But a number of new components have been added to Israel’s social and political mix in the neo-liberal era, whose effects have if anything reinforced the tendency to “de-democratisation”. They include the growth of the country’s religious sector after the 1967 war; the influx of a post-Soviet contingent of immigrants, many of whom were profoundly hostile to any left-associated ideals (and even to the kind of social-democratic norms that were pervasive among many of Israel’s founders); and the enduring uncertainty over the borders of the state (a factor that itself is a propellent of the right). The permanent lack of a formal constitution becomes increasingly important in such circumstances (see Colin Shindler, “Israel’s rightward shift: a history of the present”, 23 February 2009).
A democratic path
What can be done to help stem the post-democracy tide in Israel? It is critical that the country’s civil society survives the current onslaught, so that there is some semblance of political pluralism that Israelis can identify as their own. To a great extent this is a struggle for Israelis alone. The judiciary, for example, must be defended against tendentious accusations that it is an agent of foreign influence. This is but one example of the type of initiative needed to strengthen Israeli civil society and moral order.
Israelis too must take responsibility for ending the occupation, both in their own and in the Palestinians’ interest. Many leftist campaigners and pro-Palestinian activists are wrong in believing that external pressure on Israel (through diplomatic, military and sanction-led means) will “solve” the overall situation, though foreign pressure on Israel does remain crucial in helping to delegitimise the occupation. The implication of the above, however is that even the end of the occupation will not prevent the dissolution of Israeli democracy inside the green line; only democratic action and persuasion from within Israeli society can do this. Moreover, any solution to the conflict - whether one-state, two-state or another kind of formulation - will ultimately need a fully democratic polity in Israel in order to work successfully.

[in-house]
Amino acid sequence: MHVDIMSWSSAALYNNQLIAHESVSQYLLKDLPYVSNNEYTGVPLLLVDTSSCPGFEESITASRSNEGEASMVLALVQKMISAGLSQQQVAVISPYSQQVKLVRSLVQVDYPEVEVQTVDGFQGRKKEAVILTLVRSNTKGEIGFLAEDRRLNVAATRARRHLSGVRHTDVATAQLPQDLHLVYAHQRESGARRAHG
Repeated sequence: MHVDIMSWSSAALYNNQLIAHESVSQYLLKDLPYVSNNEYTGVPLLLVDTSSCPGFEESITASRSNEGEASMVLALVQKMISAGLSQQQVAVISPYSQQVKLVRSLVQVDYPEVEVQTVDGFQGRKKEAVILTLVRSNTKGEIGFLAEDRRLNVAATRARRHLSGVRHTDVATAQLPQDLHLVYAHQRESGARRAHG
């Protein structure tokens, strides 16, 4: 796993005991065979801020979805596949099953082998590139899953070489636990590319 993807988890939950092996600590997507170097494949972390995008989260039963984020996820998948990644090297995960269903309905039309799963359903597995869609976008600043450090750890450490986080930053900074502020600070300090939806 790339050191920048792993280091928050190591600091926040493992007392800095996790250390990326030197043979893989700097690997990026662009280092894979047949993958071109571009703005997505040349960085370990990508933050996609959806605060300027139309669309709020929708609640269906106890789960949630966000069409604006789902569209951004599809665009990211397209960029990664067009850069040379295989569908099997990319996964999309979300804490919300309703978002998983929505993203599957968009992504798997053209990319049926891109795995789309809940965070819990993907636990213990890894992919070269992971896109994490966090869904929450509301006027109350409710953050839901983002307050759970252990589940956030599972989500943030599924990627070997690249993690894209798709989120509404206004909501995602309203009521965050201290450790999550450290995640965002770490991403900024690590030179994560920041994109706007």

The challenge for supporters of Israeli democracy is to find ways to support Israeli civil society (NGOs who oppose the occupation, for example) without providing ammunition to rightists who argue that such support is but a form of foreign subterfuge or colonialism. Here, the best route may be to spend as much time educating the diaspora that it is not just the occupation that’s undermining Israel’s future, but Israel’s own dangerously degraded political culture.
In turn, this may require the kind of broader perspective that we have tried to develop in this essay: namely that Israel’s political horizons were in historical terms always more limited than they once appeared, but that it has taken the rise of anti-democratic forces to national leadership for everyone, including Israelis, to figure this out.